Fortunately, there are nonprofit charity evaluators that help donors choose the most cost-effective charities. The Life You Can Save uses a rigorous selection methodology to recommend a number of charities oriented toward poverty reduction. It has an impact calculator to help donors see the specific impact of their giving. GiveWell provides in-depth research reports on top charities focused on reducing poverty. Another organization, Animal Charity Evaluators, gives recommendations on the most effective charities to prevent animal suffering. These charity evaluators are aligned with a recent social movement called Effective Altruism, which has been pushing the nonprofit sector to become more transparent and accountable.

Crucially, these evaluative organizations, called meta-charities, do not receive any funding from organizations they are evaluating. Instead, meta-charities receive funding from donors who appreciate the services these organizations provide, allowing meta-charities to stay objective.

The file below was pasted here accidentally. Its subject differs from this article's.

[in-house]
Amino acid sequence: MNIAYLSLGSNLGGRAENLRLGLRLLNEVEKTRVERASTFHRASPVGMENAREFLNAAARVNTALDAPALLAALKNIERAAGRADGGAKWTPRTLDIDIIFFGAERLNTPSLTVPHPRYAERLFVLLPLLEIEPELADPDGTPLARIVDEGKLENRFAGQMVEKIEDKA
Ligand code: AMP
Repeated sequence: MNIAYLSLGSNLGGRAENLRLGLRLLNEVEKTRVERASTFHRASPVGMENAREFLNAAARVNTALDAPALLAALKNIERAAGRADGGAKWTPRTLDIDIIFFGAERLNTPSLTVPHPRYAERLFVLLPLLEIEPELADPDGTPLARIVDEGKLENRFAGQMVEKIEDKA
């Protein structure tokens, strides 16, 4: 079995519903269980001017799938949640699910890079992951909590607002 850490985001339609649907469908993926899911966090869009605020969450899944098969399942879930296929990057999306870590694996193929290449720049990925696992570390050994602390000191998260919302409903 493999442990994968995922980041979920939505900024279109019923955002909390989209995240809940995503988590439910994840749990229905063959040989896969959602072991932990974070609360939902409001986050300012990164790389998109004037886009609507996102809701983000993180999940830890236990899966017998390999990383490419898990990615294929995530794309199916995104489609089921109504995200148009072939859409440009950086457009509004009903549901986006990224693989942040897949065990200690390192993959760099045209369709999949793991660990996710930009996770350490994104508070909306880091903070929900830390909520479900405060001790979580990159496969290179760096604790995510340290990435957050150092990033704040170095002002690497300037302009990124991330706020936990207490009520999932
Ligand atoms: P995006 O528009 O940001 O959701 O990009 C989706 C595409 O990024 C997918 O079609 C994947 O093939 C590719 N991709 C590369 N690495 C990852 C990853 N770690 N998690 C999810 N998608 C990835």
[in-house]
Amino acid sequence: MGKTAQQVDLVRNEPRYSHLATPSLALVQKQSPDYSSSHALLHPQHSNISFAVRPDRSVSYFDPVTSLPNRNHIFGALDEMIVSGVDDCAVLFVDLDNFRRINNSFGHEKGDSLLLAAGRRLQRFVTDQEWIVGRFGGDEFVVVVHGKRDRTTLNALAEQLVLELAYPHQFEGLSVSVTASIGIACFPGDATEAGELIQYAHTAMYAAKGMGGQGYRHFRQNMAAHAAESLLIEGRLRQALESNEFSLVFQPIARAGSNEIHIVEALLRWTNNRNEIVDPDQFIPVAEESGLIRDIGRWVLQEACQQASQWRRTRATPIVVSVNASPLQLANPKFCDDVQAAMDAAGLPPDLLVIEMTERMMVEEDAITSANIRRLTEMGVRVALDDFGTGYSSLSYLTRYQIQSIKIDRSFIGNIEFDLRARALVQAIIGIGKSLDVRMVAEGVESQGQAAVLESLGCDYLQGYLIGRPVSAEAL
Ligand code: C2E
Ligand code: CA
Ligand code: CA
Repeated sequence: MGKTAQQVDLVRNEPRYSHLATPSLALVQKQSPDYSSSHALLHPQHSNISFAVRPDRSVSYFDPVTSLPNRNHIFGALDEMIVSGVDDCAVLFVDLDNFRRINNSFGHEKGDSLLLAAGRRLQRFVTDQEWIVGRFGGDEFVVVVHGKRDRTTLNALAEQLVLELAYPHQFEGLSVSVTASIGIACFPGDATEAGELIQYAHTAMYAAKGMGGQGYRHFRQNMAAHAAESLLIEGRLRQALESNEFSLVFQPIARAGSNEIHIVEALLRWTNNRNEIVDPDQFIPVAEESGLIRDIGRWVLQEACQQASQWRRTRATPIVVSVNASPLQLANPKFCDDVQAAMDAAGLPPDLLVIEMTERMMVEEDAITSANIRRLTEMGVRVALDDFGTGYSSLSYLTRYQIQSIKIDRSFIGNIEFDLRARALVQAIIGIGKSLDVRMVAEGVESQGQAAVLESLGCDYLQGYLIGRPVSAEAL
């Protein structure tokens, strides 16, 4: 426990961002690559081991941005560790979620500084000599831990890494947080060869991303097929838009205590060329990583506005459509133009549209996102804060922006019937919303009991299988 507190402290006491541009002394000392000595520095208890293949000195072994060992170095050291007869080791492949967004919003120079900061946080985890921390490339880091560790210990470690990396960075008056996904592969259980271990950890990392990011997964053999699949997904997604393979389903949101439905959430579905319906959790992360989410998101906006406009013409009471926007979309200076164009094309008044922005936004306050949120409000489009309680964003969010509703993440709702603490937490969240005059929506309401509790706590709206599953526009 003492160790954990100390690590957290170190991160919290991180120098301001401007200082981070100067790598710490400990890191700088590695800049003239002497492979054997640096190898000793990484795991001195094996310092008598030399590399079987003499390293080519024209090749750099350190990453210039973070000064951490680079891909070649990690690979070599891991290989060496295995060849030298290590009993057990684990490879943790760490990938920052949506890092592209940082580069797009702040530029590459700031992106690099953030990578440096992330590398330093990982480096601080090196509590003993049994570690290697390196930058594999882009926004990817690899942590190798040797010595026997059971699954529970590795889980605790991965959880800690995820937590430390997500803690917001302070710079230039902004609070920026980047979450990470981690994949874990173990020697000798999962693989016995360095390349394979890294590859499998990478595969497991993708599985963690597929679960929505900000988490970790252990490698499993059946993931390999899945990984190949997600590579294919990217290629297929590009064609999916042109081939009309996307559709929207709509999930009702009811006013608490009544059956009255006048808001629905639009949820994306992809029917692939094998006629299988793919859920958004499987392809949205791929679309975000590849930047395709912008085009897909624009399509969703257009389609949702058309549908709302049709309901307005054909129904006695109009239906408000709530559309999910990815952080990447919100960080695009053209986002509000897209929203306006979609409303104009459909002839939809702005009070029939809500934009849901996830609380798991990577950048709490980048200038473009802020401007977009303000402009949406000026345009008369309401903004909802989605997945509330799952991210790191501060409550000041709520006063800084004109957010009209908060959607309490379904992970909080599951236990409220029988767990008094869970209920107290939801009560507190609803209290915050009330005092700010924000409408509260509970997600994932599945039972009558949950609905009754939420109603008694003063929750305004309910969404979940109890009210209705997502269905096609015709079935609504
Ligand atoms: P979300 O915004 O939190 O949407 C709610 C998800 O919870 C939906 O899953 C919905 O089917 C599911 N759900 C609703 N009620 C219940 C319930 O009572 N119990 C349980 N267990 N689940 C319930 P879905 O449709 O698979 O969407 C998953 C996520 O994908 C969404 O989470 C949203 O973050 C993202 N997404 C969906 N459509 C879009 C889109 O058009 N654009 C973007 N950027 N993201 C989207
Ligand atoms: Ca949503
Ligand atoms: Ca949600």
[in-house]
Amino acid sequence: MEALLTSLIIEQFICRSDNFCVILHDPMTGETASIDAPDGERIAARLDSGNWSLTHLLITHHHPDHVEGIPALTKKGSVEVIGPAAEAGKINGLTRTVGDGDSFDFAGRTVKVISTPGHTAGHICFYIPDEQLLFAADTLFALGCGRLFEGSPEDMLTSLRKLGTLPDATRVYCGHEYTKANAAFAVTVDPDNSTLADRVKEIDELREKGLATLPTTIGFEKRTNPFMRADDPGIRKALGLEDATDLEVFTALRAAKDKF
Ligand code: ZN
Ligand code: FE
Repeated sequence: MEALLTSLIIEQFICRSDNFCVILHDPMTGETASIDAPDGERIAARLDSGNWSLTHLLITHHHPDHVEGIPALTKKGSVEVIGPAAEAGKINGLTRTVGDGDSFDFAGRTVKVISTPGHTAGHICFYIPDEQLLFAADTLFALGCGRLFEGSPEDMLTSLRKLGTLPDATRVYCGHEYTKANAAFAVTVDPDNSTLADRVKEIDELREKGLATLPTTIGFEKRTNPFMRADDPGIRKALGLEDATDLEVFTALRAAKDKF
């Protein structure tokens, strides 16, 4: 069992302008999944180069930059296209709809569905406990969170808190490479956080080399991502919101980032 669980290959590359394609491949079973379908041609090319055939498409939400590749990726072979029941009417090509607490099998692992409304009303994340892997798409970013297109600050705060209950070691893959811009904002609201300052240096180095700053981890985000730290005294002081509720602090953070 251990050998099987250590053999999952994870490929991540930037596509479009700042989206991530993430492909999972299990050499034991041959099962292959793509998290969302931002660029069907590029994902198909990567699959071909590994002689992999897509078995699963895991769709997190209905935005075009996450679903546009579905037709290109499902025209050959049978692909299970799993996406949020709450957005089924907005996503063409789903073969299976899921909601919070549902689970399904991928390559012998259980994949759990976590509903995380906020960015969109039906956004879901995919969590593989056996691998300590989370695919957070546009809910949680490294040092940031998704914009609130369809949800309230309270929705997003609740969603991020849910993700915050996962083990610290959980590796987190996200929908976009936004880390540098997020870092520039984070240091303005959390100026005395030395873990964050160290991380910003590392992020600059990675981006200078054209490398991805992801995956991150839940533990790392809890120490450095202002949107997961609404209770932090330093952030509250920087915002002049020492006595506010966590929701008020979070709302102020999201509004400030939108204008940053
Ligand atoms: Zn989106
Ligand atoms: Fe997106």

With time and support from donors, new meta-charities will arise to evaluate other areas of nonprofit activity. In the meantime, individual nonprofits and foundations can provide data on their impact per dollar, and donors can demand the organizations they support offer this data. Doing so will not only help individual nonprofits, but also help address the kind of scandals that greatly hurt the nonprofit sector.

We all have the power to ensure we can truly trust nonprofits to spend our money wisely. Doing so is vital for our society today to address the various societal needs that help the extreme poor.

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About the author:

Gleb Tsipursky

Dr. Gleb Tsipursky is an Effective Altruist, social entrepreneur, writer, scholar, and science popularizer. He is the President of Intentional Insights, a nonprofit dedicated to promoting Effective Altruism and rational thinking to a broad audience. He authored Find Your Purpose Using Science, the forthcoming Reach Your Goals Using Science and other books, and regularly contributes to prominent venues such as The Huffington Post and Lifehack. He serves as a tenure-track professor at The Ohio State University.

The views expressed in blog posts are those of the author, and not necessarily those of Peter Singer or The Life You Can Save.